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Turning Japanese

An overview of the new casino gaming law in Japan

Turning Japanese

In late December, the Act Concerning Promotion of Development of Integrated Resort Areas (the IR Act) was passed into law by the Japanese National Diet (parliament). With passage of the IR Act, Japan has introduced the legalization of limited casino gaming in the form of integrated resorts (IRs), and abandoned its long-held comprehensive ban on casinos.

Past, Present and Future of the IR Act and IRs in Japan

An alliance of 74 Japanese lawmakers formed in April 2010 in an effort to introduce integrated resorts in Japan. This alliance drafted the original version of the IR bill in 2011. An updated version of the bill was first submitted to Japan’s National Diet in December 2013, but failed to pass due to insufficient political support.

Political support grew over the past three years, and the alliance of pro-gaming lawmakers eventually expanded to more than 200 politicians. Ultimately, the IR bill received strong cross-party support from all major political parties in Japan, and only minor changes to the bill were needed to obtain sufficient votes for passage. Such changes mainly included incorporation of additional protections to prevent problem gambling, the chief issue that generated some political opposition.

Where Gaming Currently Stands in Japan

The IR Act does not legalize wholesale casino gaming in Japan, but instead provides for the creation of a limited number of integrated resorts. Japanese IRs will integrate casinos with facilities such as international conference and exhibition centers, hotels, shopping centers, restaurants, theaters, amusement parks, sports complexes and other similar attractions.

Moving Forward

The IR Act does not itself introduce a detailed regulatory framework for integrated resorts in Japan. Additional bill(s) will need to be enacted to create such regulations for the establishment of IRs in Japan. According to the IR Act, the “government shall take necessary legislative measures approximately within one year after (the IR Act) comes into force” to enact these regulations.

Nevertheless, given the time needed for selection of host city or cities, planning, construction and other steps needed for integrated resorts to begin operations, it is commonly understood that the attempt to have integrated resorts in Japan prior to the 2020 Olympic Games has been abandoned. There has instead been a shift in focus from IR development for the purpose of the 2020 Olympics to a focus on attracting foreign tourists to Japan on an enduring basis into the future.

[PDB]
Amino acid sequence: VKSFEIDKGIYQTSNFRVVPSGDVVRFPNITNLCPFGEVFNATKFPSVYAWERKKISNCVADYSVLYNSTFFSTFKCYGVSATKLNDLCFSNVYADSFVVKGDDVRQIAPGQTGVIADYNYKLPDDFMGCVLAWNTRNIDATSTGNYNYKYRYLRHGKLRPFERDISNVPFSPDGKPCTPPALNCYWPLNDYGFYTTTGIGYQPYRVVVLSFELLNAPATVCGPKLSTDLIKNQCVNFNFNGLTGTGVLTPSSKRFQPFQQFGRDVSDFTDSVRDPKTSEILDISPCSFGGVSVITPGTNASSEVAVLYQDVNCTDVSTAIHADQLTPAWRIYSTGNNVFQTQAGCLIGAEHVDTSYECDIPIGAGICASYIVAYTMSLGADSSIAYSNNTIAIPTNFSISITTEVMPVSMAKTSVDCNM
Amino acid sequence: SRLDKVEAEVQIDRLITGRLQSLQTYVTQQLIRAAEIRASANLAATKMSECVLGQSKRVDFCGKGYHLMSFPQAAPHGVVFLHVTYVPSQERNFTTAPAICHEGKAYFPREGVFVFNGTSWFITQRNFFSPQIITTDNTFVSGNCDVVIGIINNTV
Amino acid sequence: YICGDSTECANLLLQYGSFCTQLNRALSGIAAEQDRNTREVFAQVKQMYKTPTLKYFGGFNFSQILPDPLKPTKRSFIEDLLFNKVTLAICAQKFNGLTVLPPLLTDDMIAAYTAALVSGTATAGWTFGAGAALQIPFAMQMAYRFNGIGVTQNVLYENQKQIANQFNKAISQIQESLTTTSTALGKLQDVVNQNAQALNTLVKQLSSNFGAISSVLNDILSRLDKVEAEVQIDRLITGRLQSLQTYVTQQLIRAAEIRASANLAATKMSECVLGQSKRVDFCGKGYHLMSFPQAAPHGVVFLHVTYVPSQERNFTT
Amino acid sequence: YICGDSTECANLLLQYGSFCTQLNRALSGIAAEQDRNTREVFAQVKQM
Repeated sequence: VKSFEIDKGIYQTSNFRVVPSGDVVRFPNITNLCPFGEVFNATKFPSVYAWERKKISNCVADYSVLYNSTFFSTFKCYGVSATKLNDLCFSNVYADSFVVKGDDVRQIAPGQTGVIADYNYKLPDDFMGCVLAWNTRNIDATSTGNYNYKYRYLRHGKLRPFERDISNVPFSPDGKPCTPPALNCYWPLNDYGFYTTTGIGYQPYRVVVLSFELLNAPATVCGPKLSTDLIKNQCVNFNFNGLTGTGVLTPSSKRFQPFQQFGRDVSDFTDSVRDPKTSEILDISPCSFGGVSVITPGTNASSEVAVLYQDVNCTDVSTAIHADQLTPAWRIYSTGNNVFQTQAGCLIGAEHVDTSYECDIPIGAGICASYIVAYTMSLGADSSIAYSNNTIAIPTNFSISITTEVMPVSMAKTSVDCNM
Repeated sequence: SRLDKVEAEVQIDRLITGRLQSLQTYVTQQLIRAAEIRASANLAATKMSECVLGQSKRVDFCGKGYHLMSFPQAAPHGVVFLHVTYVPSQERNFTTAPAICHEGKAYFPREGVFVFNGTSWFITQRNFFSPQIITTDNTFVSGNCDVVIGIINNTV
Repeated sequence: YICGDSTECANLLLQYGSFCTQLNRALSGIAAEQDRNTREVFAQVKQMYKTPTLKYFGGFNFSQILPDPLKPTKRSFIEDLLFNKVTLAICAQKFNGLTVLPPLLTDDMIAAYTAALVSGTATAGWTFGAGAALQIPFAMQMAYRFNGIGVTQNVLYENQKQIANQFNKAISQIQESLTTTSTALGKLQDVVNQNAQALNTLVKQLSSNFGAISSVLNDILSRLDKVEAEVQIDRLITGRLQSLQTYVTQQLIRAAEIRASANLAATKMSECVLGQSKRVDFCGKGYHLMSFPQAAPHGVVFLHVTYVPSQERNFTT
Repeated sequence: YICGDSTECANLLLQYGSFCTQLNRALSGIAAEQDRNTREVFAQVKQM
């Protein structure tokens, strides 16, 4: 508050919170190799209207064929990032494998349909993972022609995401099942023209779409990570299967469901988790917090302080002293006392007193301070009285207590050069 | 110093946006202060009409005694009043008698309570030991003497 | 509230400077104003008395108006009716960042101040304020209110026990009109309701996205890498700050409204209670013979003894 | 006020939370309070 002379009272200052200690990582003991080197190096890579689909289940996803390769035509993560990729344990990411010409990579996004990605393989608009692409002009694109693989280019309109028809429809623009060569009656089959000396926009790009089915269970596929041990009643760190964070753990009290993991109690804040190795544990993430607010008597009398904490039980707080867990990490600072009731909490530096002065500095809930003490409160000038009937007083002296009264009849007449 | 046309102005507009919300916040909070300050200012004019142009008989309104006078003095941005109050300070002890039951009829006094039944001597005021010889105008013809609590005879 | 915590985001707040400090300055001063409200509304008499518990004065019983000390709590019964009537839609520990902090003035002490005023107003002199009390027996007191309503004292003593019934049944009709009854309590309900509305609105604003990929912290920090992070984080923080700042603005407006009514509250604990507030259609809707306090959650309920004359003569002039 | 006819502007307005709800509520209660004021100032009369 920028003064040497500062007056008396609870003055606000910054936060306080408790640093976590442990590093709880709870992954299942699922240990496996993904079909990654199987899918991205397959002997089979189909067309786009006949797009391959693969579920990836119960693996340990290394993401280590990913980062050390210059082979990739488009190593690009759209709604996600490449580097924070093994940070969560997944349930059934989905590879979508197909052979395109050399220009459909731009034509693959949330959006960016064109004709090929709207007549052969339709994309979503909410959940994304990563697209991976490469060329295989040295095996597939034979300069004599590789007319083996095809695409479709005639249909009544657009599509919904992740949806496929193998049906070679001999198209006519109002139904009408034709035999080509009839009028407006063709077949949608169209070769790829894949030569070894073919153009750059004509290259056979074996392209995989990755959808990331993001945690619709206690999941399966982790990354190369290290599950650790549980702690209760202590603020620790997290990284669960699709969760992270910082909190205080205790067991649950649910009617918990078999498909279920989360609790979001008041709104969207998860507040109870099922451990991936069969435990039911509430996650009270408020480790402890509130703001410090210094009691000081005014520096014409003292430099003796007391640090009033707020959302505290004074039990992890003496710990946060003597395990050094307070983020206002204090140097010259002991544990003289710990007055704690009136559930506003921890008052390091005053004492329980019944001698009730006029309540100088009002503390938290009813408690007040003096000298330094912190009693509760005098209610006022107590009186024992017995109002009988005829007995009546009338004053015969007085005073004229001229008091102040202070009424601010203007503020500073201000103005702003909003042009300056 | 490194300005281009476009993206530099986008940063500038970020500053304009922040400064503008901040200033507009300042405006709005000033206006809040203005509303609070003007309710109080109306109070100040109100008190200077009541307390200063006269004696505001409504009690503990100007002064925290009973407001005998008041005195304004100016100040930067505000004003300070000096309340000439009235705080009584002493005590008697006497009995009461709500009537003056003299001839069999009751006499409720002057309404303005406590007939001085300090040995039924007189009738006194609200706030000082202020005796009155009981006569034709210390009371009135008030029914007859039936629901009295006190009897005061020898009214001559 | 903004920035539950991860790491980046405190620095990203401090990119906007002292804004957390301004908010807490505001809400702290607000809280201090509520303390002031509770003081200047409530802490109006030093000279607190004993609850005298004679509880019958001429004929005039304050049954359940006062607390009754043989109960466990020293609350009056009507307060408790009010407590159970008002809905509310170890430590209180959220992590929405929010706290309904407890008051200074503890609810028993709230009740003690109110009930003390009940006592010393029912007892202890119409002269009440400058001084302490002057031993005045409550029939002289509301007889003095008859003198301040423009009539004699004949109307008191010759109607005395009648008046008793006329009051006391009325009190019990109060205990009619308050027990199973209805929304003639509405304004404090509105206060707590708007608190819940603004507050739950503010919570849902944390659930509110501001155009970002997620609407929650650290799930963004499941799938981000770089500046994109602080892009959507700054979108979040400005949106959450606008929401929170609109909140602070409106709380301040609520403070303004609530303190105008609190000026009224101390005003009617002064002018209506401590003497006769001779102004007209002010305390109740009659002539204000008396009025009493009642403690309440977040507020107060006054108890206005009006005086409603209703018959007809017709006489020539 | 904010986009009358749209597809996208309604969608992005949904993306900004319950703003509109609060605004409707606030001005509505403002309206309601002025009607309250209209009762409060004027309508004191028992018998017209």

Prefectures and Cities Showing Interest in Integrated Resort Areas

Several cities and prefectures have expressed an interest in bidding for an integrated resort in their localities. Such cities and prefectures include Hokkaido, Akita, Tokyo, Yokohama, Chiba, Osaka, Wakayama, Nagasaki, Fukuoka and Okinawa. The front-runners thus far are generally understood to be Osaka and Yokohama.

It is still far too early to accurately forecast the sites for any integrated resorts. Locations selected for IRs will be determined by the national government through an application process completed by the local governments interested in hosting an integrated resort. The local governments’ applications are expected to include information such as details concerning the business operators that will establish and operate the integrated resorts within the locale, as well as related business plans. The business operators will be selected through a separate bidding process carried out by the relevant local government.

Doing the Numbers

While the passage of the integrated resort bill in Japan was widely hailed in the casino industry, it’s still unclear how much the market is worth. While some estimate it could be as high as $40 billion annually, others are more circumspect.

One of the unknown variables is whether Japanese casinos would be able to attract Chinese VIPs, or even if the Chinese government would allow that to happen. Some believe a market of only Japanese locals would be sufficient to guarantee success. But Japan seems to want to copy the Singapore model, where integrated resorts are used to boost tourism and business development.

Union Gaming analyst Grant Govertsen says the passage of the first bill “is a landmark occasion and should be a shot in the arm as it relates to investor sentiment in all gaming names that could be players in Japan.”

He told Yogonet that it’s hard to estimate gross gaming revenue for the market “because we don’t yet know any of the most important variables from which we could estimate a market size. Namely, the government still needs to create and pass the so-called IR Implementation bill. It is this bill that contains such pertinent details as the number and location of licenses, the tax rate, whether or not locals will be allowed to gamble, etc.”

Govertson does believe, however, that Japan will be the second-largest gaming jurisdiction in Asia, and far exceed GGR produced on the Las Vegas Strip.

Possible participants in the market include all the usual suspects—MGM Resorts, Wynn Resorts, Caesars Entertainment, Genting, Melco Crown, Galaxy Entertainment and others. But some believe successful bidders will have to make deals with Japanese companies.

Takashi Kiso, chief executive of Japan’s International Casino Institute, told the New York Times that ownership would probably take the form of joint ventures between international gaming operators and Japanese companies.

“Looking at the debate in Diet, there’s a lot of resistance to the idea of 100 percent foreign-owned casinos, so that is probably off the table,” Kiso said.

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